The Sopris Sun

Stein submits rezoning proposal for Colorado Avenue property

By John Colson

Sopris Sun Staff Writer

Ron Stein, an endocrinologist living in California, is hoping to develop a three-quarter-acre parcel of land that abuts Highway 133 — between Colorado Avenue and Main Street —  as a mixed-use project with rental apartments and commercial businesses.

To do that, he has applied to the town to rezone the parcel from its current PC (planned commercial) to MU (mixed use), in part because the new mixed-use zone in the Unified Development Code (UDC) allows for a blend of residential and commercial uses.

Stein, reached at his office in Burbank, Calif., said on Tuesday the conceptual site plan submitted to the town was designed by architect Raul Gawrys of Basalt.

The application documents refer to the proposal as an example of “an in-fill project which is strongly encouraged by the Comprehensive Plan.”

Town planning director Janet Buck, after confirming that the application has been accepted and is being scheduled for review, noted that the PCC zone was rendered “obsolete” by adoption of the UDC, and that new development proposals are being encouraged to seek rezoning from the PC category to the mixed-use zone.

Buck, in an e-mail to The Sopris Sun, said the UDC permits buildings up to 35-feet in height, and that the town’s comprehensive plan identifies the Stein parcel as being in the New Urban category of uses, as pointed out by Stein’s applications. The PC zone does not permit residential development as a land use.

Stein told The Sopris Sun he has no plans to ask the town to vacate the stretch of Colorado Avenue that separates the proposed development site from the existing Sopris Shopping Center and a complex of storage units just east of the shopping center, both of which Stein also owns.

That shopping center has been home to a number of businesses that have come and gone over the years, including the old Circle Super chain grocery store that became City Market; a Yellow Front store, numerous restaurants, the town’s only printing and stationary shop, the Sounds Easy video store, and others. Current businesses include Ragged Mtn. Sports, Ming’s restaurant, LuLu’s Thrift Shop, Koketa Fashion, Doggone Clean, El Horizonte restaurant and Sopris Crossfit.

Stein tried once to have the street vacated, in order to facilitate a development plan that would have involved use of the street right-of-way, but the idea was rejected by the town.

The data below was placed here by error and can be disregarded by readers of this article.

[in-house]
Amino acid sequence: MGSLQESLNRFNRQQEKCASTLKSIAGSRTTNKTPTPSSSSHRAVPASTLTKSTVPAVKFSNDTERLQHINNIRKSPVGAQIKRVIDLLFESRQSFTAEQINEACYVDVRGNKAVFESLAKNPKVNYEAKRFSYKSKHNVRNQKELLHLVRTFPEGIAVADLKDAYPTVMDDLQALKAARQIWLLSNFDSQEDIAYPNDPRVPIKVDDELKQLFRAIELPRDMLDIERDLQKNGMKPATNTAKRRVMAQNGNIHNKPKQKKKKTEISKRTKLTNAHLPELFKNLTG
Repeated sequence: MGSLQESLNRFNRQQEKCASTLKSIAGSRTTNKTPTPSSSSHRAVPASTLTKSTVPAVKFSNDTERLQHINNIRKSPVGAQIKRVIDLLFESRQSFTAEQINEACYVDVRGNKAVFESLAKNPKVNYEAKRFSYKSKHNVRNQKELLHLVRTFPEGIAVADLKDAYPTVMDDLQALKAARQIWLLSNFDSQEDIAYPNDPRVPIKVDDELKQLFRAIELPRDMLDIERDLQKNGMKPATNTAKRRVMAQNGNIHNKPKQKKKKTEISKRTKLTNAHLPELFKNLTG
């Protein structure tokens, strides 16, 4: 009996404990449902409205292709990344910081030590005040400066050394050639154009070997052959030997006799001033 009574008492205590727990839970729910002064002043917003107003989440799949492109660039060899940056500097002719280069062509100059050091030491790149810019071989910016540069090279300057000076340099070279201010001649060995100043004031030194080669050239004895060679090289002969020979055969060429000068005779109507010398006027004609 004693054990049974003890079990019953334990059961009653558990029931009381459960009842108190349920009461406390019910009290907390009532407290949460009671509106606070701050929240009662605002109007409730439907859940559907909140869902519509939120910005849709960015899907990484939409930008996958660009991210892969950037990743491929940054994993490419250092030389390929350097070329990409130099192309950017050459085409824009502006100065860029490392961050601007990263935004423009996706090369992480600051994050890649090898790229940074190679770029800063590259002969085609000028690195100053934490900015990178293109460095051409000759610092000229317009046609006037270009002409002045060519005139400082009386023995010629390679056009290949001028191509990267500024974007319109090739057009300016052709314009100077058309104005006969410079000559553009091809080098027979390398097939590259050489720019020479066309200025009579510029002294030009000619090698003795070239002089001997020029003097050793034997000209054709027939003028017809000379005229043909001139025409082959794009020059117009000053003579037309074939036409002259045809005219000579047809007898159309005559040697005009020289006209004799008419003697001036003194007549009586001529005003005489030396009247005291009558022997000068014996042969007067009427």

The new development plan calls for construction of four buildings, two of which would be for commercial uses, and two of which would contain a total of 18 one-bedroom and two-bedroom apartments, according to diagrams contained within the application.

The commercial buildings would be adjacent to, and face the highway. One is to be a single story tall, and the other is to be two stories.

The apartment buildings, which would be three stories tall, would be in the interior of the property and accessed by a driveway off Colorado Avenue.

Parking would be along Colorado Avenue and in two carports divided by the driveway.

The carports would be situated along the eastern side of the property.

In addition, a pocket park would be created at the northeast corner of the Highway 133/Main Street intersection, adjacent to the existing highway roundabout.

According to town staff, the rezoning application might be subject to a public hearing before the planning and zoning commission in August, and a second hearing before the board of trustees in September.

Stein said “there is not a lot of demand for commercial space” in Carbondale right now, but that there is considerable demand for rental housing, circumstances which led directly to his ideas for the proposed development.

While the apartments would start out as rentals, Stein said, it is possible they might be converted to condominiums available for sale at a later date.

Stein has owned the properties on either side of Colorado Avenue since 1980, he said, and has made attempts in the past to develop the parcel that is subject to the current proposal.

He said he is likely to some day redevelop the Sopris Shopping Center, although there are no plans for that at this time.

Stein noted that he comes to Carbondale several times a year, stating, “I love it there,” and adding that he is hoping to attend the hearings about his development proposal.

Published in The Sopris Sun on July 21, 2016.